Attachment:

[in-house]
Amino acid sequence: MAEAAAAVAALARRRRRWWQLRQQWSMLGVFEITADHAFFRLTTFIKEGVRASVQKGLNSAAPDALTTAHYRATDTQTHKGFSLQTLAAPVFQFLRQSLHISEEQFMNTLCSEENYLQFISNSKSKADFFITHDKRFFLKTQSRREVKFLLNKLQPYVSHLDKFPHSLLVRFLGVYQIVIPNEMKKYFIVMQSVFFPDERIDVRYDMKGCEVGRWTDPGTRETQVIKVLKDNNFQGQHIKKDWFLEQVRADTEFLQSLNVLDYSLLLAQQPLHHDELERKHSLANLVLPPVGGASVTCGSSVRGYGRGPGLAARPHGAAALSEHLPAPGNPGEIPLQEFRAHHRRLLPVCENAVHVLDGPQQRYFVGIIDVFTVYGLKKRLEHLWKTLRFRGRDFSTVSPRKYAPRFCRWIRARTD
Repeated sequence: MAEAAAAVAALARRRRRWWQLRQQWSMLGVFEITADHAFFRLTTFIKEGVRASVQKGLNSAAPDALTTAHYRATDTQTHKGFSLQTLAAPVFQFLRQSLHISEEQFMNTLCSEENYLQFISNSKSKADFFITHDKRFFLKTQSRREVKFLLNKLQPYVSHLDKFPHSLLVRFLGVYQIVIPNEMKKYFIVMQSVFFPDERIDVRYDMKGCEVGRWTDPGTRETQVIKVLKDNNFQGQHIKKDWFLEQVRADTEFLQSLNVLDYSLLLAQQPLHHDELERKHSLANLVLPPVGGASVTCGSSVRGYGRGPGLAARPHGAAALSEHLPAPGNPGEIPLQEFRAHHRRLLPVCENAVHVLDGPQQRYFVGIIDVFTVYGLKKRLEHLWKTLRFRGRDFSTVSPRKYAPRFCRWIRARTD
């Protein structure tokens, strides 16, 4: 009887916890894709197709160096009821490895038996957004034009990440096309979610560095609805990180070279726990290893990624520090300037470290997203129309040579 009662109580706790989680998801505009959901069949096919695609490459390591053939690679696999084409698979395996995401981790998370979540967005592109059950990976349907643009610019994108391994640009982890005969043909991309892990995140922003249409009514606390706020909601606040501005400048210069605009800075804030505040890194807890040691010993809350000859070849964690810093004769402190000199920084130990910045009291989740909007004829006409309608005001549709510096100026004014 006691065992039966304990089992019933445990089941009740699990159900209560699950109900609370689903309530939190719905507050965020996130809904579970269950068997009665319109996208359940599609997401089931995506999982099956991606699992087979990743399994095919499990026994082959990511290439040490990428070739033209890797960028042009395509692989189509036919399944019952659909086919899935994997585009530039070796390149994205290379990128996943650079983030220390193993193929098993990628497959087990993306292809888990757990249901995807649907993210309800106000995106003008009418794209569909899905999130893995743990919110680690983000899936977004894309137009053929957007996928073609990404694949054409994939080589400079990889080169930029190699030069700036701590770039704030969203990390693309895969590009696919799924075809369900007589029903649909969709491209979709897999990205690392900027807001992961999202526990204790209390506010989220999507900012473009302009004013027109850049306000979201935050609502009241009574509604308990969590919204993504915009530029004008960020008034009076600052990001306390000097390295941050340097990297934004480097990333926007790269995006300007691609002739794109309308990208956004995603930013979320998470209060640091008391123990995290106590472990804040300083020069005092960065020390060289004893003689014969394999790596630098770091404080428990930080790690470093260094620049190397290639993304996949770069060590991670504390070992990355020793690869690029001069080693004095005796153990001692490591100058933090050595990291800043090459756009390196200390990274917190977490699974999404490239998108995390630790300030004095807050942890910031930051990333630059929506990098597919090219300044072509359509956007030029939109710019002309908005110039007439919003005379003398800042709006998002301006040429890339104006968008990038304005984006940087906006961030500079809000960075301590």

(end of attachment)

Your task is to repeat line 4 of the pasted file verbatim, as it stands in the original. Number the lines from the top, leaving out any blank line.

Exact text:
């Protein structure tokens, strides 16, 4: 009887916890894709197709160096009821490895038996957004034009990440096309979610560095609805990180070279726990290893990624520090300037470290997203129309040579 009662109580706790989680998801505009959901069949096919695609490459390591053939690679696999084409698979395996995401981790998370979540967005592109059950990976349907643009610019994108391994640009982890005969043909991309892990995140922003249409009514606390706020909601606040501005400048210069605009800075804030505040890194807890040691010993809350000859070849964690810093004769402190000199920084130990910045009291989740909007004829006409309608005001549709510096100026004014 006691065992039966304990089992019933445990089941009740699990159900209560699950109900609370689903309530939190719905507050965020996130809904579970269950068997009665319109996208359940599609997401089931995506999982099956991606699992087979990743399994095919499990026994082959990511290439040490990428070739033209890797960028042009395509692989189509036919399944019952659909086919899935994997585009530039070796390149994205290379990128996943650079983030220390193993193929098993990628497959087990993306292809888990757990249901995807649907993210309800106000995106003008009418794209569909899905999130893995743990919110680690983000899936977004894309137009053929957007996928073609990404694949054409994939080589400079990889080169930029190699030069700036701590770039704030969203990390693309895969590009696919799924075809369900007589029903649909969709491209979709897999990205690392900027807001992961999202526990204790209390506010989220999507900012473009302009004013027109850049306000979201935050609502009241009574509604308990969590919204993504915009530029004008960020008034009076600052990001306390000097390295941050340097990297934004480097990333926007790269995006300007691609002739794109309308990208956004995603930013979320998470209060640091008391123990995290106590472990804040300083020069005092960065020390060289004893003689014969394999790596630098770091404080428990930080790690470093260094620049190397290639993304996949770069060590991670504390070992990355020793690869690029001069080693004095005796153990001692490591100058933090050595990291800043090459756009390196200390990274917190977490699974999404490239998108995390630790300030004095807050942890910031930051990333630059929506990098597919090219300044072509359509956007030029939109710019002309908005110039007439919003005379003398800042709006998002301006040429890339104006968008990038304005984006940087906006961030500079809000960075301590």